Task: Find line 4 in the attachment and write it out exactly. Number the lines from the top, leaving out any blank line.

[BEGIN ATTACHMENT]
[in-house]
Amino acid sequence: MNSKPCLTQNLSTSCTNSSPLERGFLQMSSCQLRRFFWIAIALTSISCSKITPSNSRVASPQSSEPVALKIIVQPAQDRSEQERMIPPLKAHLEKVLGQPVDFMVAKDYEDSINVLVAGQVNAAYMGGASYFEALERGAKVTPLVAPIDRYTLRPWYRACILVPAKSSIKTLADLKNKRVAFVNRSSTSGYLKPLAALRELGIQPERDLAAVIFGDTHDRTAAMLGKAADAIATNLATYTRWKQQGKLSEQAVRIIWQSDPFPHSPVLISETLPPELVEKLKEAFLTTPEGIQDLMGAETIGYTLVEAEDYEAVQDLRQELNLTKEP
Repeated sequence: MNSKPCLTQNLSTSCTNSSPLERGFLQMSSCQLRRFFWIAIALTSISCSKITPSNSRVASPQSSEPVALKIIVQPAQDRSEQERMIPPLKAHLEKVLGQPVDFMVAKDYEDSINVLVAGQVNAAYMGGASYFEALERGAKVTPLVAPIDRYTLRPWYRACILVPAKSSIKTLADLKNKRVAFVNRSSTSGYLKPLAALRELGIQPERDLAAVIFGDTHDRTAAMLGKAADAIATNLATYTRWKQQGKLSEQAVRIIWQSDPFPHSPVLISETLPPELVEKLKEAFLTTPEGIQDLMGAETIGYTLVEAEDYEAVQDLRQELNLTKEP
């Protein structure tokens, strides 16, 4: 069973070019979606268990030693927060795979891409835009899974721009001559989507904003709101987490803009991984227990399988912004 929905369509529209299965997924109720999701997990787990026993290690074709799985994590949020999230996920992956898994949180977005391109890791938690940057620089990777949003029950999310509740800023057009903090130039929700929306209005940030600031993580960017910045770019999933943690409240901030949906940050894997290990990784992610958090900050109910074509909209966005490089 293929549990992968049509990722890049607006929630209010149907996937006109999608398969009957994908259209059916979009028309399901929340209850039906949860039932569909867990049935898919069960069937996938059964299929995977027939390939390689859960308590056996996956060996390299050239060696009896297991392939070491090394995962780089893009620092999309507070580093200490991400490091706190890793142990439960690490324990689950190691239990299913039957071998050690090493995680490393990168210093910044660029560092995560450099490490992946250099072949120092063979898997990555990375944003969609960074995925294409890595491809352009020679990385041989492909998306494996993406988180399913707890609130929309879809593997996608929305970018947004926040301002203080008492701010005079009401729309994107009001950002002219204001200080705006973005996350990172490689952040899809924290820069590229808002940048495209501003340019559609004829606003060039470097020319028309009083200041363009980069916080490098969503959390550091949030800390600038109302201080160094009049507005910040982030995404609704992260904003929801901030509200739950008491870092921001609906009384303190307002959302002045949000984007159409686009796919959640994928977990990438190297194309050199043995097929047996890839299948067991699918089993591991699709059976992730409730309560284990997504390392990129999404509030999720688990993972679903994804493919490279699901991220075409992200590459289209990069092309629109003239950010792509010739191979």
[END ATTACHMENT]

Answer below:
């Protein structure tokens, strides 16, 4: 069973070019979606268990030693927060795979891409835009899974721009001559989507904003709101987490803009991984227990399988912004 929905369509529209299965997924109720999701997990787990026993290690074709799985994590949020999230996920992956898994949180977005391109890791938690940057620089990777949003029950999310509740800023057009903090130039929700929306209005940030600031993580960017910045770019999933943690409240901030949906940050894997290990990784992610958090900050109910074509909209966005490089 293929549990992968049509990722890049607006929630209010149907996937006109999608398969009957994908259209059916979009028309399901929340209850039906949860039932569909867990049935898919069960069937996938059964299929995977027939390939390689859960308590056996996956060996390299050239060696009896297991392939070491090394995962780089893009620092999309507070580093200490991400490091706190890793142990439960690490324990689950190691239990299913039957071998050690090493995680490393990168210093910044660029560092995560450099490490992946250099072949120092063979898997990555990375944003969609960074995925294409890595491809352009020679990385041989492909998306494996993406988180399913707890609130929309879809593997996608929305970018947004926040301002203080008492701010005079009401729309994107009001950002002219204001200080705006973005996350990172490689952040899809924290820069590229808002940048495209501003340019559609004829606003060039470097020319028309009083200041363009980069916080490098969503959390550091949030800390600038109302201080160094009049507005910040982030995404609704992260904003929801901030509200739950008491870092921001609906009384303190307002959302002045949000984007159409686009796919959640994928977990990438190297194309050199043995097929047996890839299948067991699918089993591991699709059976992730409730309560284990997504390392990129999404509030999720688990993972679903994804493919490279699901991220075409992200590459289209990069092309629109003239950010792509010739191979």